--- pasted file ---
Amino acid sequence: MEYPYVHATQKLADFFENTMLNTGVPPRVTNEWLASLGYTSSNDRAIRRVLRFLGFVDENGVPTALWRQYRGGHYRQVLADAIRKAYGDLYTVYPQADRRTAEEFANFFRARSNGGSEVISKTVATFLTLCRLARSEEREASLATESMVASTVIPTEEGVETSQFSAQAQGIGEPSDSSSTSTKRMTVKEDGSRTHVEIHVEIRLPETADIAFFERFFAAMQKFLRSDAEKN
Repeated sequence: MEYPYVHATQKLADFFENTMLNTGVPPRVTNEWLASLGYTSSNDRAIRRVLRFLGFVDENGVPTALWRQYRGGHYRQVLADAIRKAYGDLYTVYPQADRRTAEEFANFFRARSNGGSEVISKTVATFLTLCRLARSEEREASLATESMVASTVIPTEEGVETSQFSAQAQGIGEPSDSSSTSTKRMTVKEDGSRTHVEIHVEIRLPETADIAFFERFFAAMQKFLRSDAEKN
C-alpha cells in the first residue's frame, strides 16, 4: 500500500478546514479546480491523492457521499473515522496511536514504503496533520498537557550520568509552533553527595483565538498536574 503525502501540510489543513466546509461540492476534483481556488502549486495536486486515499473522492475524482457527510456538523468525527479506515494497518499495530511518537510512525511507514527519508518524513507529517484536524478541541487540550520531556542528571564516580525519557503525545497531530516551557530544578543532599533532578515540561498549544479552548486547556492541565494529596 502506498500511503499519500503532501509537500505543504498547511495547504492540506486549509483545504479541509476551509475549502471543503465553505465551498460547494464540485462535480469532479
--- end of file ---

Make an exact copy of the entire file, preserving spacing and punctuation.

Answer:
Amino acid sequence: MEYPYVHATQKLADFFENTMLNTGVPPRVTNEWLASLGYTSSNDRAIRRVLRFLGFVDENGVPTALWRQYRGGHYRQVLADAIRKAYGDLYTVYPQADRRTAEEFANFFRARSNGGSEVISKTVATFLTLCRLARSEEREASLATESMVASTVIPTEEGVETSQFSAQAQGIGEPSDSSSTSTKRMTVKEDGSRTHVEIHVEIRLPETADIAFFERFFAAMQKFLRSDAEKN
Repeated sequence: MEYPYVHATQKLADFFENTMLNTGVPPRVTNEWLASLGYTSSNDRAIRRVLRFLGFVDENGVPTALWRQYRGGHYRQVLADAIRKAYGDLYTVYPQADRRTAEEFANFFRARSNGGSEVISKTVATFLTLCRLARSEEREASLATESMVASTVIPTEEGVETSQFSAQAQGIGEPSDSSSTSTKRMTVKEDGSRTHVEIHVEIRLPETADIAFFERFFAAMQKFLRSDAEKN
C-alpha cells in the first residue's frame, strides 16, 4: 500500500478546514479546480491523492457521499473515522496511536514504503496533520498537557550520568509552533553527595483565538498536574 503525502501540510489543513466546509461540492476534483481556488502549486495536486486515499473522492475524482457527510456538523468525527479506515494497518499495530511518537510512525511507514527519508518524513507529517484536524478541541487540550520531556542528571564516580525519557503525545497531530516551557530544578543532599533532578515540561498549544479552548486547556492541565494529596 502506498500511503499519500503532501509537500505543504498547511495547504492540506486549509483545504479541509476551509475549502471543503465553505465551498460547494464540485462535480469532479